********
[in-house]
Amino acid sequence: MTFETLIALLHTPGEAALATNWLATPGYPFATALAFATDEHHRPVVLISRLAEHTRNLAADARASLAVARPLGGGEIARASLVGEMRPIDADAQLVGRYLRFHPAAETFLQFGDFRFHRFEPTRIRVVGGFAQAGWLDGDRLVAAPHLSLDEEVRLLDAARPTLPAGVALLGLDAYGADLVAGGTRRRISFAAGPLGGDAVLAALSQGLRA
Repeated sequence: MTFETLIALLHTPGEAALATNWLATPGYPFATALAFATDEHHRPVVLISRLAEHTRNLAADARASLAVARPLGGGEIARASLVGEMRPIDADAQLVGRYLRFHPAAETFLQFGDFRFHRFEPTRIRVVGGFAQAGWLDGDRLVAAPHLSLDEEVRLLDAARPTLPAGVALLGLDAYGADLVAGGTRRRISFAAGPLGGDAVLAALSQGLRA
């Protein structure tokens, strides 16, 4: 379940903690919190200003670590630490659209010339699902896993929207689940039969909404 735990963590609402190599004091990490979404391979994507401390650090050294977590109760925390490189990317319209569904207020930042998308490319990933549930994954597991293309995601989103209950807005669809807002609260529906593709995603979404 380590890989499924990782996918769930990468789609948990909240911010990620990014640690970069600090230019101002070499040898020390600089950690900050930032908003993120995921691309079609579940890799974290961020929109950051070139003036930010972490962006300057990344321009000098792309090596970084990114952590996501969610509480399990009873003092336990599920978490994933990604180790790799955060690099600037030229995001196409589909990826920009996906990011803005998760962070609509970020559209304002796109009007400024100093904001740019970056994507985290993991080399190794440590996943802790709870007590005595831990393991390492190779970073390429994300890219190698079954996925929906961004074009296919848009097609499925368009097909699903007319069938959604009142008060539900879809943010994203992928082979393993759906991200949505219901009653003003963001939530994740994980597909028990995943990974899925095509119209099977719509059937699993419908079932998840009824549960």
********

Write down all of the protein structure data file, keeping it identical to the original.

[in-house]
Amino acid sequence: MTFETLIALLHTPGEAALATNWLATPGYPFATALAFATDEHHRPVVLISRLAEHTRNLAADARASLAVARPLGGGEIARASLVGEMRPIDADAQLVGRYLRFHPAAETFLQFGDFRFHRFEPTRIRVVGGFAQAGWLDGDRLVAAPHLSLDEEVRLLDAARPTLPAGVALLGLDAYGADLVAGGTRRRISFAAGPLGGDAVLAALSQGLRA
Repeated sequence: MTFETLIALLHTPGEAALATNWLATPGYPFATALAFATDEHHRPVVLISRLAEHTRNLAADARASLAVARPLGGGEIARASLVGEMRPIDADAQLVGRYLRFHPAAETFLQFGDFRFHRFEPTRIRVVGGFAQAGWLDGDRLVAAPHLSLDEEVRLLDAARPTLPAGVALLGLDAYGADLVAGGTRRRISFAAGPLGGDAVLAALSQGLRA
């Protein structure tokens, strides 16, 4: 379940903690919190200003670590630490659209010339699902896993929207689940039969909404 735990963590609402190599004091990490979404391979994507401390650090050294977590109760925390490189990317319209569904207020930042998308490319990933549930994954597991293309995601989103209950807005669809807002609260529906593709995603979404 380590890989499924990782996918769930990468789609948990909240911010990620990014640690970069600090230019101002070499040898020390600089950690900050930032908003993120995921691309079609579940890799974290961020929109950051070139003036930010972490962006300057990344321009000098792309090596970084990114952590996501969610509480399990009873003092336990599920978490994933990604180790790799955060690099600037030229995001196409589909990826920009996906990011803005998760962070609509970020559209304002796109009007400024100093904001740019970056994507985290993991080399190794440590996943802790709870007590005595831990393991390492190779970073390429994300890219190698079954996925929906961004074009296919848009097609499925368009097909699903007319069938959604009142008060539900879809943010994203992928082979393993759906991200949505219901009653003003963001939530994740994980597909028990995943990974899925095509119209099977719509059937699993419908079932998840009824549960």